trying to reconcile with my Coker

I have had a Coker for two years… and it’s mileage is very low.

all started when I smashed an Achille’s tendon while failing a freemount.
I was out for 8 months
then last year I was out again with persisting problems to BOTH achille’s tendons.

So Mirza my Coker is getting bored on its rack…

This year things are getting better… I’ve no problems with my 29er. So it was about time to restart Cokering…
On saturday I trained for freemounts: it was near perfect on my 29er then I tried on the Coker and after some tries it was ok! I did freemounts and short runs on a forest trail.

Today WAS the big day: I took Mirza on a bike trail in the woods … I felt I could do all the 30 km of it: I am in physical shape and everything is ok.
weather is fine: not too hot (I hate heat!)
I flex my muscles and drink…

At the start of the trail there are people (I am shy to perform tricks when people stare at me)… I succeed my first freemount! and go!

something is amiss: I am wobbling in an unusual manner, I cannot control the beast. 1km and UPD.
no problem let’s start again.
miss first freemount, then another, then another…
breathe , relax, have another try
I miss 31 freemounts in a row :angry: !!!
I am sweating like mad, my heart pounding but I know I am not going to give up…
then success …
The Coker is still wobbling… 6.5 km from the starting point I stop then realise that the bolts of my KH seat are loose I have all the tools I want …except the proper one!
I decide to go back, still wobbling. then I overcome a group of cyclists from a club and ask them for a tool: hurra they’ve got one! I fix my saddle. and start again … while the group applause.
And so it goes: the magic of Cokering thru the woods the group of cyclist is chasing me but I keep the pace, it’s fantastic! now I am back to my starting point: one hour and a half for a 13 km ride- bad but why care?- it’s noon, the heat is bad.

I am happy: no doubt Cokering is back. I flex again and I decide to go home and have another try in the evening when the weather turns cooler.
Then in the evening I feel my achille’s tendons and hear the doctor’s voice “if you fall when your tendons ache this way one may snap”

so Mirza is back to its rack… I feel like crying

bear in despair

Whoah! It is not worth snapping a tendon.

I read that write up and thought, here’s a rider trying too much too soon - and I write as one who knows.

Failing to freemount a Coker is exhausting, demoralising and sometimes humiliating. I’ve been there. The way to ride a Coker is with as few dismounts as possible.

The first step to being confident at freemounting a Coker is to become confident at riding it slowly. More than any other uni, the Coker takes some starting from a standstill. Getting on top is fairly easy. Starting it rolling is more of a challenge.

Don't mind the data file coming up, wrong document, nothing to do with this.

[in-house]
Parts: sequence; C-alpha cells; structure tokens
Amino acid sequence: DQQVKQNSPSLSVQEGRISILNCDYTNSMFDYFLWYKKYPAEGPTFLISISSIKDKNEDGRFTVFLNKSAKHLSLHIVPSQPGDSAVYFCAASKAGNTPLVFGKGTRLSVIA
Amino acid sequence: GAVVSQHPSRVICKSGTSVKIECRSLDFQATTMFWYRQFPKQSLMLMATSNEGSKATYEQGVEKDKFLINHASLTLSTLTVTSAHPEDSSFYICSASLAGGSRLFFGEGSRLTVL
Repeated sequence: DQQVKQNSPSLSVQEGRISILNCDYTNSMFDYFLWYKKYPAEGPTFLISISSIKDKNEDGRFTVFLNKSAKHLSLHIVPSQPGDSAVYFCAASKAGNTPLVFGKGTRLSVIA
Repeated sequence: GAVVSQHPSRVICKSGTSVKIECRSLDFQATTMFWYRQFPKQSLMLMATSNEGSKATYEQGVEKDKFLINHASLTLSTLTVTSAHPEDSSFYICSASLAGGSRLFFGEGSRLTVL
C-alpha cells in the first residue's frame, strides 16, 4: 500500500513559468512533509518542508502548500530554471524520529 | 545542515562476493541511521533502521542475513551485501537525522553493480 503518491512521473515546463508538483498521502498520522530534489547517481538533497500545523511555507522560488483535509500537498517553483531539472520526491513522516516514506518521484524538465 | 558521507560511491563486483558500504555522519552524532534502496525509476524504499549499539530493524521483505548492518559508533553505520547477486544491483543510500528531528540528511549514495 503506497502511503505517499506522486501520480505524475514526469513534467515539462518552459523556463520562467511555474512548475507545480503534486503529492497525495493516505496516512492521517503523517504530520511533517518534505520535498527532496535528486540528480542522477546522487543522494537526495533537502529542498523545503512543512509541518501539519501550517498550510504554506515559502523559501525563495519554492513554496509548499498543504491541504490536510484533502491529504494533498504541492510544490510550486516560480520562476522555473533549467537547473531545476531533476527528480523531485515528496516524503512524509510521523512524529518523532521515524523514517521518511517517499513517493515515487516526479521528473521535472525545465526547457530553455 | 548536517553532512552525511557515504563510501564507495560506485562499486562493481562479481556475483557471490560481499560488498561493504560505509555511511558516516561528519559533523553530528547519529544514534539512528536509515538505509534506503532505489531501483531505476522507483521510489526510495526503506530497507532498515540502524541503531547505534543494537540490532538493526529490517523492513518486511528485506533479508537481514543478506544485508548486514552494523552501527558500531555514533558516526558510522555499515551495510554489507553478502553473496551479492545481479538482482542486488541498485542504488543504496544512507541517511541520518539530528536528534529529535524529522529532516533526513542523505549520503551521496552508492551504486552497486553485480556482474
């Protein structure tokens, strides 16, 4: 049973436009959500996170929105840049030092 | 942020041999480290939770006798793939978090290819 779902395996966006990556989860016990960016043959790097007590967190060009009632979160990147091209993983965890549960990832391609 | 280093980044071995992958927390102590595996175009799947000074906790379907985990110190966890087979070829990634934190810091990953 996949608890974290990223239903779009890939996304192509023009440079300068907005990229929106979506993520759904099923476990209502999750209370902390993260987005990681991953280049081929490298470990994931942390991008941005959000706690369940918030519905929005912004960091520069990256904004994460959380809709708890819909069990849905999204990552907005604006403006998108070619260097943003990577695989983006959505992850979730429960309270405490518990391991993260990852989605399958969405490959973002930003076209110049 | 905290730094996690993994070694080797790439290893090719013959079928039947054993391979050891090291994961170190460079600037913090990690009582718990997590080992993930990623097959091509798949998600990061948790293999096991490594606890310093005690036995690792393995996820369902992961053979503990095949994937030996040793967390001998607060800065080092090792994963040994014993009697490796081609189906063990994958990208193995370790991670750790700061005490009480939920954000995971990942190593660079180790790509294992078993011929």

Until you are very good at freemounting, make it easy for yourself by riding only on hard smooth surfaces. Gradually introduce bits of rough ground. Don’t go for flat out speed all the time. It takes skill, but does not teach you complete control of the machine - and a fall will hurt you a lot.

The Coker is a very special machine to ride, but you need to develop your relationship with it over hundreds of miles, starting with rides of 5 - 10 miles or so, and building up gradually.

And this sport is way too much fun to put yourself out of it for months by damaging a tendon.

Take care.

I also have problems with an old inflammation in the achilles which I got from persistent biking a few years back. It won’t heal completely. Every time I Coker the darn thing becomes tender and sore.

I am going to do three things in order to make life easier for my heel. First reducing the rotating mass of the wheel thus making it lighter (changing from stock Coker gears to airfoil rim and 29" tube). Then I will use shorter cranks (going from 150 mm to 125). A smaller pedalling circle will be less strenous unless I push very hard. Lastly I will learn how to free mount with my sloppy left leg. Using both legs in turns will reduce the wear and tear of my right foot by 50 %.

As Mikefule says: Keep at it, but in small doses :slight_smile:

Hmmmm,
maybe some stretching. I don’t know. Keep Cokering but take it easy.

QUICK dont hurt yourself… give me your coker :smiley:

Chase

Re: trying to reconcile with my Coker

On Sun, 3 Jul 2005 14:42:40 -0500, “goldenchicken II” wrote:

>Then I
>will use shorter cranks (going from 150 mm to 125). A smaller pedalling
>circle will be less strenous unless I push very hard.

That will indeed reduce rotating mass a bit but I doubt it’s a good
idea. It will probably INCREASE the average stress on your Achilles
tendons since the required forces to maintain balance will generally
be larger.

Bear, that’s awful. But indeed heed your doctor’s advice and take it
easy!

Klaas Bil - Newsgroup Addict

“As with all great social movements, the origins of mountain unicycling are unclear. - Hannah Nordhaus (Los Angeles Times)”

Re: Re: trying to reconcile with my Coker

In road cycling it is the large number of revolutions that kills my achilles (it works the same on a bike). If I don’t freemount or idle there is no heavy load on the foot while riding flatland. When it comes to Muni or other technical riding I agree that shorter cranks would put more strain on the heel.